What's the Science of Reading All About?

Early Childhood Education, Literacy | 07/30/2020

Claire Bresnahan
State Operations Coordinator

At Stand for Children Colorado, we are champions of early literacy, knowing that reading by the end of 3rd grade is a critical milestone for future student success. Schools, districts, and law makers have been talking about literacy and the best ways to teach students reading. You may have heard or been a part of these conversations and with all the related terms and phrases, you may be wondering “What does it all mean”? 

We’re excited to share a little bit more about this research as well as some activities you can try at home!  

The Reading to Ensure Academic Development (READ) Act, passed in 2012 and updated several times since, is grounded in research that identifies the most effective ways to teach reading and it also targets state funding to identify and support those students that need it the most. 

Decades of research have made it clear: there are five essential skills students need to learn to be successful readers.

  1. “Phonemic awareness” is a technical term to describe our ability to hear, recognize, and differentiate between sounds, even when they sound a lot alike.  For example, students learn that the letter “B” makes a different sound than the letter “D.”  This is one of the skills they need to hear and know the difference between the word “big” and “dig.”  
  2. Phonics (knowing letters make a sound) Phonics is the relationship between sounds and letters. In English, phonics can be very tricky and students need a lot of practice!  They learn how letters sound when they are by themselves and they learn how letters sound when they are together.  They learn about the sound a “T” makes and an “H” makes and then they learn how to sound out letter combinations that have their own sounds, like “TH”.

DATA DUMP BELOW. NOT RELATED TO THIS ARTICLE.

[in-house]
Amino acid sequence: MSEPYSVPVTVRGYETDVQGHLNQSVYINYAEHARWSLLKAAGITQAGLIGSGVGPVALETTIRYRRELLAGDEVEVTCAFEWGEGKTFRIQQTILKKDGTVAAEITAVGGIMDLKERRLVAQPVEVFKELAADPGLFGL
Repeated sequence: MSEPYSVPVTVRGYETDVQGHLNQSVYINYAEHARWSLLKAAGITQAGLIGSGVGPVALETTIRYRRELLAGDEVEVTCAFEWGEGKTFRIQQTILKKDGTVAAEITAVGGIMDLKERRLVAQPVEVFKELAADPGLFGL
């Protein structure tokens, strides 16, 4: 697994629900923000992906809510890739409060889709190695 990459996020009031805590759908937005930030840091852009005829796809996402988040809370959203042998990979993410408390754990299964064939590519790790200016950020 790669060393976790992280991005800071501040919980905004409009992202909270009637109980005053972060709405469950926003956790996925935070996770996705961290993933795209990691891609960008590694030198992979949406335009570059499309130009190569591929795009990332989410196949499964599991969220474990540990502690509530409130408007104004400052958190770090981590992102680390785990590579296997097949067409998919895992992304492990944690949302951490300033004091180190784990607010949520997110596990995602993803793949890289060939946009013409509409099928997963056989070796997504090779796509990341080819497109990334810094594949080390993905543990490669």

3. Vocabulary (words and what they mean) Vocabulary = words and definitions of words. The more words a child knows, the more they can use that information when they are learning to read.  Even at a young age, children who have a large vocabulary will know that there are many different words to describe something as “big.”  As they get older, they will start to learn the slight differences in the meaning of words and know that “enormous” is slightly different than “large.”
  4.  Fluency (reading quickly and correctly) Fluency is the ability to read quickly but still read correctly. The goal is for students to be able to read a sentence at the same pace that they would speak it. When students start learning how letters and sounds work together to make words, it will likely take time to sound out the different parts of a word and reading even a few words can take a long time.
  5. Reading Comprehension (understanding what you are reading) Reading comprehension is understanding the meaning of the words as you read them. Reading comprehension is perhaps one skill that they will work on in every grade (ECE-12), as readings become more difficult and complex. Students who are on-track with reading comprehension will be able to not only read the words in a book but also be able to explain the “main idea” of a book or a “lesson learned” from a book.

 Over the next week, we will be sharing more information about these skills and activities you can do with your child to practice these skills at home!  In the meantime, you can learn more about the science of reading by clicking on the following recommended resources:   

At a Loss for Words: How a flawed idea is teaching millions of kids to be poor readers 

What Research Tells Us About Reading Instruction 

How More Teachers are Being Taught the Science of Reading

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